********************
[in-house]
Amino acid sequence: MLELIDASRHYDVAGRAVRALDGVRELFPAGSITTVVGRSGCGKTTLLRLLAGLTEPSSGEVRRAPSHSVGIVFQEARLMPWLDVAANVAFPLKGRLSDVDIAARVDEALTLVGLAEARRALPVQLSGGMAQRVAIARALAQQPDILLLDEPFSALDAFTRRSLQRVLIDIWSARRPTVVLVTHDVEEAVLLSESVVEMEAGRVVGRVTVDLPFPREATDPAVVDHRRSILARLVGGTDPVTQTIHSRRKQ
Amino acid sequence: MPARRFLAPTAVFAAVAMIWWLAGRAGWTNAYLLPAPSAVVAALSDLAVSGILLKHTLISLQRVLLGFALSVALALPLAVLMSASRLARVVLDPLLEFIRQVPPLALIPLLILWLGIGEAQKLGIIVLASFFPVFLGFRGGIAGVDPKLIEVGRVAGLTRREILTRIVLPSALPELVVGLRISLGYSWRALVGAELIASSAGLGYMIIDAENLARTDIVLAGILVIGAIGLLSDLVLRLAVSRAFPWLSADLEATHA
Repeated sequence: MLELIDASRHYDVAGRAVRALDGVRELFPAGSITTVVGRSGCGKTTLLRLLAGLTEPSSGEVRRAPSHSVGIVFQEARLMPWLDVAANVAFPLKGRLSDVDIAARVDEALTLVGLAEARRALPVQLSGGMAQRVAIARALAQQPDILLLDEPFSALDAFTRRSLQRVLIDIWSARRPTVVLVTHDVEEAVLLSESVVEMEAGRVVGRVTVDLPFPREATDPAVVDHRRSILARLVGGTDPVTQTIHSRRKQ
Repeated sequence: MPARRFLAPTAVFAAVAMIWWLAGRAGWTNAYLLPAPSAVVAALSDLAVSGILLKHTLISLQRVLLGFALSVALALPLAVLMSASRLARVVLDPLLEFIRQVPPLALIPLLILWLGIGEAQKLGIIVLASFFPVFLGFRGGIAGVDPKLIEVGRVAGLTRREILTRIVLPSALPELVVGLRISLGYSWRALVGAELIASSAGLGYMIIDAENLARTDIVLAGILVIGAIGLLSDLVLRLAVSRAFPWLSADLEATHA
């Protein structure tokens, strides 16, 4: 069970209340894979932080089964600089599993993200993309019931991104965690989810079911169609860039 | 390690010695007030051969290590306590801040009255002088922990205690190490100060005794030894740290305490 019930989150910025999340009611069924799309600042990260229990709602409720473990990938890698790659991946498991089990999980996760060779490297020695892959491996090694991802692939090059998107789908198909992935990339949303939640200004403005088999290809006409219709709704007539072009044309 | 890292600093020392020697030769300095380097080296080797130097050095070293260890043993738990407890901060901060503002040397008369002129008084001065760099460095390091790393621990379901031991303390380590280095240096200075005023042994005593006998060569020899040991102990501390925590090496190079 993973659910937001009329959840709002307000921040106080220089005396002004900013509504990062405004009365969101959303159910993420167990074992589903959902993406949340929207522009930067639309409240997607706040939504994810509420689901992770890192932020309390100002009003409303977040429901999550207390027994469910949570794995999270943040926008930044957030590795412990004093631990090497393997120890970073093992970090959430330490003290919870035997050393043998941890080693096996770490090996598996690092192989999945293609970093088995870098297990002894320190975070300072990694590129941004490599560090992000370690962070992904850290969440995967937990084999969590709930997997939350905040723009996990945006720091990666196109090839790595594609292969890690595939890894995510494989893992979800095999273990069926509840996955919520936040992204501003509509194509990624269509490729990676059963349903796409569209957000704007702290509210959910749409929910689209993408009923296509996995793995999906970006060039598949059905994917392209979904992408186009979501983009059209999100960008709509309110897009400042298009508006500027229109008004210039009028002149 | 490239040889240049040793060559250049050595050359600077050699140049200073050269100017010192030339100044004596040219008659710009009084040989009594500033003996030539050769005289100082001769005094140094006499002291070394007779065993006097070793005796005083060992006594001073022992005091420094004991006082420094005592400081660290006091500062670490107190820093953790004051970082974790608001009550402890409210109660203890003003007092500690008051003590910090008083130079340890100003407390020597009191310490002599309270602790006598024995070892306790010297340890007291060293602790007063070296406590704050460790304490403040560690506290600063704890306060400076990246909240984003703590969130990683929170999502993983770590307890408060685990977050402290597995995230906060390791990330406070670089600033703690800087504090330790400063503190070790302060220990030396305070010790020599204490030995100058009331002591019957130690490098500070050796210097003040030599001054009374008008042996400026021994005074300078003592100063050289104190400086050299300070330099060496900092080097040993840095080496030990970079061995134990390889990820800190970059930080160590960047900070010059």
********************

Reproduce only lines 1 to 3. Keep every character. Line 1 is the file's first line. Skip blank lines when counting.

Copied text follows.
[in-house]
Amino acid sequence: MLELIDASRHYDVAGRAVRALDGVRELFPAGSITTVVGRSGCGKTTLLRLLAGLTEPSSGEVRRAPSHSVGIVFQEARLMPWLDVAANVAFPLKGRLSDVDIAARVDEALTLVGLAEARRALPVQLSGGMAQRVAIARALAQQPDILLLDEPFSALDAFTRRSLQRVLIDIWSARRPTVVLVTHDVEEAVLLSESVVEMEAGRVVGRVTVDLPFPREATDPAVVDHRRSILARLVGGTDPVTQTIHSRRKQ
Amino acid sequence: MPARRFLAPTAVFAAVAMIWWLAGRAGWTNAYLLPAPSAVVAALSDLAVSGILLKHTLISLQRVLLGFALSVALALPLAVLMSASRLARVVLDPLLEFIRQVPPLALIPLLILWLGIGEAQKLGIIVLASFFPVFLGFRGGIAGVDPKLIEVGRVAGLTRREILTRIVLPSALPELVVGLRISLGYSWRALVGAELIASSAGLGYMIIDAENLARTDIVLAGILVIGAIGLLSDLVLRLAVSRAFPWLSADLEATHA